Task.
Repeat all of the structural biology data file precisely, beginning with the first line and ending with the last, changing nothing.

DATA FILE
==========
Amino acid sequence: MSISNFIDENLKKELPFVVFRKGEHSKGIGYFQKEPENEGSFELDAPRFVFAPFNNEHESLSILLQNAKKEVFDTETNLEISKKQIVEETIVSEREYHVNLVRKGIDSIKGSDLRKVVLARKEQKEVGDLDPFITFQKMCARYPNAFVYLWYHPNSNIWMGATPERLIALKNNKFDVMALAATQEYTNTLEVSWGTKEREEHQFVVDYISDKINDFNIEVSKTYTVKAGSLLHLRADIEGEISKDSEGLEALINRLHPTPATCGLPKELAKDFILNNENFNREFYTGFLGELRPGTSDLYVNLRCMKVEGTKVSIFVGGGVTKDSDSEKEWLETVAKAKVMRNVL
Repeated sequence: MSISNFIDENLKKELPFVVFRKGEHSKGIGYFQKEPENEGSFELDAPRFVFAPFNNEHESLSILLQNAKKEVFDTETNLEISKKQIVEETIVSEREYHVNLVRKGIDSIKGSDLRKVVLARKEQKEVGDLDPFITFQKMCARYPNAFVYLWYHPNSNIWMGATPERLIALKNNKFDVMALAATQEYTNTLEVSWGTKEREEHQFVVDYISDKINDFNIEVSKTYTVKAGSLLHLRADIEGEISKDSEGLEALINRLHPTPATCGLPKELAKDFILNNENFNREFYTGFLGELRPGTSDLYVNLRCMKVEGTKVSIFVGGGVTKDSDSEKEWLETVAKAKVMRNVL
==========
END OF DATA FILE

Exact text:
Amino acid sequence: MSISNFIDENLKKELPFVVFRKGEHSKGIGYFQKEPENEGSFELDAPRFVFAPFNNEHESLSILLQNAKKEVFDTETNLEISKKQIVEETIVSEREYHVNLVRKGIDSIKGSDLRKVVLARKEQKEVGDLDPFITFQKMCARYPNAFVYLWYHPNSNIWMGATPERLIALKNNKFDVMALAATQEYTNTLEVSWGTKEREEHQFVVDYISDKINDFNIEVSKTYTVKAGSLLHLRADIEGEISKDSEGLEALINRLHPTPATCGLPKELAKDFILNNENFNREFYTGFLGELRPGTSDLYVNLRCMKVEGTKVSIFVGGGVTKDSDSEKEWLETVAKAKVMRNVL
Repeated sequence: MSISNFIDENLKKELPFVVFRKGEHSKGIGYFQKEPENEGSFELDAPRFVFAPFNNEHESLSILLQNAKKEVFDTETNLEISKKQIVEETIVSEREYHVNLVRKGIDSIKGSDLRKVVLARKEQKEVGDLDPFITFQKMCARYPNAFVYLWYHPNSNIWMGATPERLIALKNNKFDVMALAATQEYTNTLEVSWGTKEREEHQFVVDYISDKINDFNIEVSKTYTVKAGSLLHLRADIEGEISKDSEGLEALINRLHPTPATCGLPKELAKDFILNNENFNREFYTGFLGELRPGTSDLYVNLRCMKVEGTKVSIFVGGGVTKDSDSEKEWLETVAKAKVMRNVL